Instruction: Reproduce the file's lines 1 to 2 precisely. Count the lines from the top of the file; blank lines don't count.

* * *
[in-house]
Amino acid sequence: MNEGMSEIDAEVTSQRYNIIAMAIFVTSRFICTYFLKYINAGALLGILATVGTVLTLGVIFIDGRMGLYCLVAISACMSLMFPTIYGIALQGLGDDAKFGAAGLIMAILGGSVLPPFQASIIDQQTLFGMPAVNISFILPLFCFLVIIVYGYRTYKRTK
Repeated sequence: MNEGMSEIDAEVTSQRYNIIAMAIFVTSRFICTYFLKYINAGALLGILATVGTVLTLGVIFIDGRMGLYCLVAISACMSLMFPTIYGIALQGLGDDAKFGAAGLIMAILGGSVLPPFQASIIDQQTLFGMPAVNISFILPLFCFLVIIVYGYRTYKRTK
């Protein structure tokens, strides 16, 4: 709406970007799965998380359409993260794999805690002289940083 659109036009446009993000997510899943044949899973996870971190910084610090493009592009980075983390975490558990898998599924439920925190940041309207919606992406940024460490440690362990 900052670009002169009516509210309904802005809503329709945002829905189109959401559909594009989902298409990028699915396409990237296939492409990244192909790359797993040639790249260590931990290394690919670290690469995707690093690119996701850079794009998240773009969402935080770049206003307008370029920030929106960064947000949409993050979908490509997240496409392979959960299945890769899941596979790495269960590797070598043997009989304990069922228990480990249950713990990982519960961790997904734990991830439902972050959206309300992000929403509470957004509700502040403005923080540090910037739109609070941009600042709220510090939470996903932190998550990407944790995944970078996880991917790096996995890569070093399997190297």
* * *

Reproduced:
[in-house]
Amino acid sequence: MNEGMSEIDAEVTSQRYNIIAMAIFVTSRFICTYFLKYINAGALLGILATVGTVLTLGVIFIDGRMGLYCLVAISACMSLMFPTIYGIALQGLGDDAKFGAAGLIMAILGGSVLPPFQASIIDQQTLFGMPAVNISFILPLFCFLVIIVYGYRTYKRTK